In the world’s fourth-largest country, Indonesia, the number of annual regular migrants has increased from less than 100,000 in 1990 to about 500,000 in 2013. But is the pursuit of migration as a development strategy supporting economic, social, and political empowerment in communities of origin?
Flagging economic growth in recent years coupled with joblessness and underemployment has created the dual imperative of generating more employment and enhancing productivity. Renewables hold the potential to help address both these aims.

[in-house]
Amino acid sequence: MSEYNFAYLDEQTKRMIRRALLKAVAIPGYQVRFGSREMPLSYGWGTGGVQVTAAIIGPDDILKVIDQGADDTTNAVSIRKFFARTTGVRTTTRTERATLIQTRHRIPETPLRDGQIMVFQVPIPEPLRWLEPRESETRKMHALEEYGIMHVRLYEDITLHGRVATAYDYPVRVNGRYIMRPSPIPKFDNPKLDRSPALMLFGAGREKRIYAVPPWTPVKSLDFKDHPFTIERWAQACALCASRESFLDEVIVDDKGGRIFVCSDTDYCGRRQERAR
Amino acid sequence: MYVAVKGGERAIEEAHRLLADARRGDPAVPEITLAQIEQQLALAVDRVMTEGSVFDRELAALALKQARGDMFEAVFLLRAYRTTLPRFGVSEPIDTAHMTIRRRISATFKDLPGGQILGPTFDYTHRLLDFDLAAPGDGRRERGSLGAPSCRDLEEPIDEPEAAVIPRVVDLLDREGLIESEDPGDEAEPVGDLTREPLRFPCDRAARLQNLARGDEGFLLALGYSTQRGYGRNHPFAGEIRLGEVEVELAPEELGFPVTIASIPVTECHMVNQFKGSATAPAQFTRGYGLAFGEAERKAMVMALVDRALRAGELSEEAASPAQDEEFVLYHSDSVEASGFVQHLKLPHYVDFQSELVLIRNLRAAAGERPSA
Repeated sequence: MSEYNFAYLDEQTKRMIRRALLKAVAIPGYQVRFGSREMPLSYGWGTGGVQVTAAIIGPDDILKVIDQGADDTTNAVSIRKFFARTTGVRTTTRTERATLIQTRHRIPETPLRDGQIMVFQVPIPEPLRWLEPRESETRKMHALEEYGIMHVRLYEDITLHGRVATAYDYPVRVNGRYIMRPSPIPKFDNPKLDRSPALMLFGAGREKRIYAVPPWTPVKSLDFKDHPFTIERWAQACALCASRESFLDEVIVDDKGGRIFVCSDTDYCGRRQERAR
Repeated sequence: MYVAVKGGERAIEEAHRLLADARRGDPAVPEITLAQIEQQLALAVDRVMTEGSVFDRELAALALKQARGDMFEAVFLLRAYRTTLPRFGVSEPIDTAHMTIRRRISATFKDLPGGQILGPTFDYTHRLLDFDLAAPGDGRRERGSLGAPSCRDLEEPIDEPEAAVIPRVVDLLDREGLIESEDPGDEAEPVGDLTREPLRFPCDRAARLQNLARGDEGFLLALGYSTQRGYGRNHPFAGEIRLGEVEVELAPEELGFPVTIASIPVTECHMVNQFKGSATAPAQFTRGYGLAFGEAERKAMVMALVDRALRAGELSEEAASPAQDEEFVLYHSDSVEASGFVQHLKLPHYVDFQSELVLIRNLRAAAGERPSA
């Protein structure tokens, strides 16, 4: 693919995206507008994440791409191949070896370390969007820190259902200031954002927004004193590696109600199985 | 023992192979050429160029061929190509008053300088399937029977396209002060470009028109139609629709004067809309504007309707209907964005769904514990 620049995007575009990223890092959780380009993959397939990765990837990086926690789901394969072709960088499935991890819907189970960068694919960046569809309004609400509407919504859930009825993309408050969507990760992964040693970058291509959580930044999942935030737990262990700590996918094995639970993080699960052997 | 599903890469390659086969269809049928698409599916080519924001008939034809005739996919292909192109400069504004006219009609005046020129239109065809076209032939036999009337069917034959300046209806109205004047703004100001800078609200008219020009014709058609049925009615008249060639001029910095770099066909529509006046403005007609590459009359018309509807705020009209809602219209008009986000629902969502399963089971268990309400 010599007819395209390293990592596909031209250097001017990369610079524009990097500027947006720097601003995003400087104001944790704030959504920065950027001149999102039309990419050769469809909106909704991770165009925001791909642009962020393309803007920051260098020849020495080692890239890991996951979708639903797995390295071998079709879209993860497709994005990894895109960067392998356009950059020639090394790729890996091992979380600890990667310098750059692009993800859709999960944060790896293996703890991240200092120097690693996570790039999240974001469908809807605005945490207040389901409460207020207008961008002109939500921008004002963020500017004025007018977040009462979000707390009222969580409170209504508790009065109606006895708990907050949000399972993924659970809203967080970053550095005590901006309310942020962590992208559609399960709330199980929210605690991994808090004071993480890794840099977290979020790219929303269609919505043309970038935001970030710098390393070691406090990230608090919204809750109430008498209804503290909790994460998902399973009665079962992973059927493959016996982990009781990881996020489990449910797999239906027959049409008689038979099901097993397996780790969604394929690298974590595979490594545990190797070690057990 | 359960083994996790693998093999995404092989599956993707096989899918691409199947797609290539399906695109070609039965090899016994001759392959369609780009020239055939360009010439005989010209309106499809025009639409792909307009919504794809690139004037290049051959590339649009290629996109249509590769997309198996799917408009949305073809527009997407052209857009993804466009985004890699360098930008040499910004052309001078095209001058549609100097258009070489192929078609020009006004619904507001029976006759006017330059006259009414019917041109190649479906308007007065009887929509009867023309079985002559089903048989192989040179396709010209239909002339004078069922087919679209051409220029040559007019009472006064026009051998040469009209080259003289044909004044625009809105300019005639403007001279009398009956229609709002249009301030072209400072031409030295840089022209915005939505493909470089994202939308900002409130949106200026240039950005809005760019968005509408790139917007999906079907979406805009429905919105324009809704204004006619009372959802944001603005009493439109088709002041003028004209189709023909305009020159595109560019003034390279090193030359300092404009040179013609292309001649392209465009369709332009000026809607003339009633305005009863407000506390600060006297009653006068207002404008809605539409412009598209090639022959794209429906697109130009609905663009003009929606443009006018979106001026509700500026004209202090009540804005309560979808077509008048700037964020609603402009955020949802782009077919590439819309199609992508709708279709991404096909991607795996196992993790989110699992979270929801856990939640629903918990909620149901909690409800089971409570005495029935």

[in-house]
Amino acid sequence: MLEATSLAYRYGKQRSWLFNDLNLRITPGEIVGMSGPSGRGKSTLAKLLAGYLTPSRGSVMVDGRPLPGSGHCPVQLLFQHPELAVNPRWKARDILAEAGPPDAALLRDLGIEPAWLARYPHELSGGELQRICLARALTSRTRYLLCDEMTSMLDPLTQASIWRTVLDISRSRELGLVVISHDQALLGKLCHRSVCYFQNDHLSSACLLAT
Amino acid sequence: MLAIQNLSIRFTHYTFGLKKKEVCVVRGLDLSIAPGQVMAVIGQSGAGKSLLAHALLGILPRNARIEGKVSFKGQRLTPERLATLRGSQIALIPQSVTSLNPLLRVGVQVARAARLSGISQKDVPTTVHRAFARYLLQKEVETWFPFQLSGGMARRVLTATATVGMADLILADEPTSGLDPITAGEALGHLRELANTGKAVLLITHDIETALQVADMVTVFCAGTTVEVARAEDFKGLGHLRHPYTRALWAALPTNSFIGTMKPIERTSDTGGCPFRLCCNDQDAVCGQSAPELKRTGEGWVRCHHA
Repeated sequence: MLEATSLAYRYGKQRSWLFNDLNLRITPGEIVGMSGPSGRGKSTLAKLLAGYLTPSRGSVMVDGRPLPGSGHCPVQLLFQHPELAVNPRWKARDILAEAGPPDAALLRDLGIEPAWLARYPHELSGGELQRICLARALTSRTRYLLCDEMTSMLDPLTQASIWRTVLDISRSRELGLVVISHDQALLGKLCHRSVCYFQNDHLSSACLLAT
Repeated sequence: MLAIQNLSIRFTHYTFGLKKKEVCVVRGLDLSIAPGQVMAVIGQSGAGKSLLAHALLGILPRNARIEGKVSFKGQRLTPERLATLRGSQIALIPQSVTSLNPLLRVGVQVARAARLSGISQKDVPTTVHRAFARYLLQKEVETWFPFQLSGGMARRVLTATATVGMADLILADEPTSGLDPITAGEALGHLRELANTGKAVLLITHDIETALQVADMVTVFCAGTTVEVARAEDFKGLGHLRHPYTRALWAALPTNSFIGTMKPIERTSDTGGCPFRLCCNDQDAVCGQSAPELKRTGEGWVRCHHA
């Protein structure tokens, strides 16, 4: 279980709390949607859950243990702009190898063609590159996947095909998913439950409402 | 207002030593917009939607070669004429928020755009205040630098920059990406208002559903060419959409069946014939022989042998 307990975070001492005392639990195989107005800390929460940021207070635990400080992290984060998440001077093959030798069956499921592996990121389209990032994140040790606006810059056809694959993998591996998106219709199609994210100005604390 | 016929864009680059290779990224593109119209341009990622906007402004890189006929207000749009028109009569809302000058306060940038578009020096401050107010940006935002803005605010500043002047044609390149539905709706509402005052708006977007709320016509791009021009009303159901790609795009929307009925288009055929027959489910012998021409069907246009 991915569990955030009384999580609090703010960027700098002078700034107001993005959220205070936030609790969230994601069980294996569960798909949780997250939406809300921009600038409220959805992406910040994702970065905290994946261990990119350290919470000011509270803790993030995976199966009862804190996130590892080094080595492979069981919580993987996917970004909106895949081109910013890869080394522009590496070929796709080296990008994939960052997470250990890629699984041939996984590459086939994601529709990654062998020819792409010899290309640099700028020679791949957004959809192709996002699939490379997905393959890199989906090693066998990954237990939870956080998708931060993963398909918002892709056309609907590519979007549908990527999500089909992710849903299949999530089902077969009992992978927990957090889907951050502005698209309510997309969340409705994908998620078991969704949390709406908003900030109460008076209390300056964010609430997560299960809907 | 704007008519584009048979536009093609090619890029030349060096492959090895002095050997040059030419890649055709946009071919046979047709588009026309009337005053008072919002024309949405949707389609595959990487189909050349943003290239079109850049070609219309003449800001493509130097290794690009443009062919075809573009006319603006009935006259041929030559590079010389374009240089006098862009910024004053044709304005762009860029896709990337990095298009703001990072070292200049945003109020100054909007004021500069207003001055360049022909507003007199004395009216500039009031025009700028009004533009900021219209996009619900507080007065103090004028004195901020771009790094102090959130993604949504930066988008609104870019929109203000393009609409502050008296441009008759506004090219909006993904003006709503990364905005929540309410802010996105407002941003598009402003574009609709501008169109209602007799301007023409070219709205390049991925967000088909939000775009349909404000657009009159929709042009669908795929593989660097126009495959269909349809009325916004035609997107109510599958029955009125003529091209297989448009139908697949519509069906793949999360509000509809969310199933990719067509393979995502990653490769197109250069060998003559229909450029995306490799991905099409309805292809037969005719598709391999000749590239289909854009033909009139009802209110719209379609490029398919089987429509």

Robust provisions in free trade agreements can provide the appropriate incentives, oversight and capacity- building assistance to bolster a country’s ability to effectively enforce its labor laws and regulations.